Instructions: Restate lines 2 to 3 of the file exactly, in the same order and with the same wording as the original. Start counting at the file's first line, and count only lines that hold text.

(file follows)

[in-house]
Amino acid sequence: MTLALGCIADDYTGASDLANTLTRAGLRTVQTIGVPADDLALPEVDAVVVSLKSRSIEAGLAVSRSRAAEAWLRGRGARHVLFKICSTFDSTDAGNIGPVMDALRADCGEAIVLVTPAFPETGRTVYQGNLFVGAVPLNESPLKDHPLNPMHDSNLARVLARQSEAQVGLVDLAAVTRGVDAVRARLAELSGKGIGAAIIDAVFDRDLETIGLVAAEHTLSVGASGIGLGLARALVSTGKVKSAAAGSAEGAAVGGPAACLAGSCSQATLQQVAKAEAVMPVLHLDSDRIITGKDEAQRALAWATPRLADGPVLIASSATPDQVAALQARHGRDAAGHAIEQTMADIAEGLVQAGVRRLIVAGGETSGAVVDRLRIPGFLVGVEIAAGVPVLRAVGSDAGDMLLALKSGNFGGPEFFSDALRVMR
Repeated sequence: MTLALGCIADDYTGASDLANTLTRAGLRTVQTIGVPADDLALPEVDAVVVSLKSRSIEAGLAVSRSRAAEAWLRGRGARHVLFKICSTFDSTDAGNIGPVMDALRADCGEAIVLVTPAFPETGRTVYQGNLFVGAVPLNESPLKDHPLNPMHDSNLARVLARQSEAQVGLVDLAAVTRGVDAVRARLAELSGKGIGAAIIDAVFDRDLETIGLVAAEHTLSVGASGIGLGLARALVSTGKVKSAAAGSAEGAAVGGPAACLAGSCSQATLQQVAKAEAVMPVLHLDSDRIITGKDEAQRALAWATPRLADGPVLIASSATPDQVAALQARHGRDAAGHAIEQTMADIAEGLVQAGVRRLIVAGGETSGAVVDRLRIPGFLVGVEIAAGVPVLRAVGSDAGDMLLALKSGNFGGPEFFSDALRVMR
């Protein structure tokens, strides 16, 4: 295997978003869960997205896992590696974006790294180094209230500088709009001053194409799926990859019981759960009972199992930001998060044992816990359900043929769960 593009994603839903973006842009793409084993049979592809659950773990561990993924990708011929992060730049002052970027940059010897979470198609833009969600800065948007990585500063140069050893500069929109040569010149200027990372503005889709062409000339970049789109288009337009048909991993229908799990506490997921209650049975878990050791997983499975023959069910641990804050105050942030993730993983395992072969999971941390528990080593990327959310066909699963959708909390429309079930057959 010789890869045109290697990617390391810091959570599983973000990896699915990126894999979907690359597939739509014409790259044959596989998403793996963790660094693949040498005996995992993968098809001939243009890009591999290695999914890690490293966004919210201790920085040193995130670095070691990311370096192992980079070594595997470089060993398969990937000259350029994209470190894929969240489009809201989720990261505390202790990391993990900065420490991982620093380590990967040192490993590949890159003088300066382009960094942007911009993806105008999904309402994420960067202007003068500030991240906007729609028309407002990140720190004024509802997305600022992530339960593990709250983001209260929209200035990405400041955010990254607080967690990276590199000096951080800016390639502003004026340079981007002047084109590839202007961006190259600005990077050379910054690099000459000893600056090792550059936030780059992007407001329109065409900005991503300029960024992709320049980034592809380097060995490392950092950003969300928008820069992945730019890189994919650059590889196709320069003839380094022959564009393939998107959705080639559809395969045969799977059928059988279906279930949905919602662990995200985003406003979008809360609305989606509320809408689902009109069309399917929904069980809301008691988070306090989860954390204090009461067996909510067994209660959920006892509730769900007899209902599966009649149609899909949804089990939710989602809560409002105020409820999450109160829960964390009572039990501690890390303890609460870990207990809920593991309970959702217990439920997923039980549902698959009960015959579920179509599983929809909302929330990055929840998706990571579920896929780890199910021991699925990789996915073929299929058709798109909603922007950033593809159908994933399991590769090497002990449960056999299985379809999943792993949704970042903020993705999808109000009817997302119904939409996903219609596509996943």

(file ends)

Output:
Amino acid sequence: MTLALGCIADDYTGASDLANTLTRAGLRTVQTIGVPADDLALPEVDAVVVSLKSRSIEAGLAVSRSRAAEAWLRGRGARHVLFKICSTFDSTDAGNIGPVMDALRADCGEAIVLVTPAFPETGRTVYQGNLFVGAVPLNESPLKDHPLNPMHDSNLARVLARQSEAQVGLVDLAAVTRGVDAVRARLAELSGKGIGAAIIDAVFDRDLETIGLVAAEHTLSVGASGIGLGLARALVSTGKVKSAAAGSAEGAAVGGPAACLAGSCSQATLQQVAKAEAVMPVLHLDSDRIITGKDEAQRALAWATPRLADGPVLIASSATPDQVAALQARHGRDAAGHAIEQTMADIAEGLVQAGVRRLIVAGGETSGAVVDRLRIPGFLVGVEIAAGVPVLRAVGSDAGDMLLALKSGNFGGPEFFSDALRVMR
Repeated sequence: MTLALGCIADDYTGASDLANTLTRAGLRTVQTIGVPADDLALPEVDAVVVSLKSRSIEAGLAVSRSRAAEAWLRGRGARHVLFKICSTFDSTDAGNIGPVMDALRADCGEAIVLVTPAFPETGRTVYQGNLFVGAVPLNESPLKDHPLNPMHDSNLARVLARQSEAQVGLVDLAAVTRGVDAVRARLAELSGKGIGAAIIDAVFDRDLETIGLVAAEHTLSVGASGIGLGLARALVSTGKVKSAAAGSAEGAAVGGPAACLAGSCSQATLQQVAKAEAVMPVLHLDSDRIITGKDEAQRALAWATPRLADGPVLIASSATPDQVAALQARHGRDAAGHAIEQTMADIAEGLVQAGVRRLIVAGGETSGAVVDRLRIPGFLVGVEIAAGVPVLRAVGSDAGDMLLALKSGNFGGPEFFSDALRVMR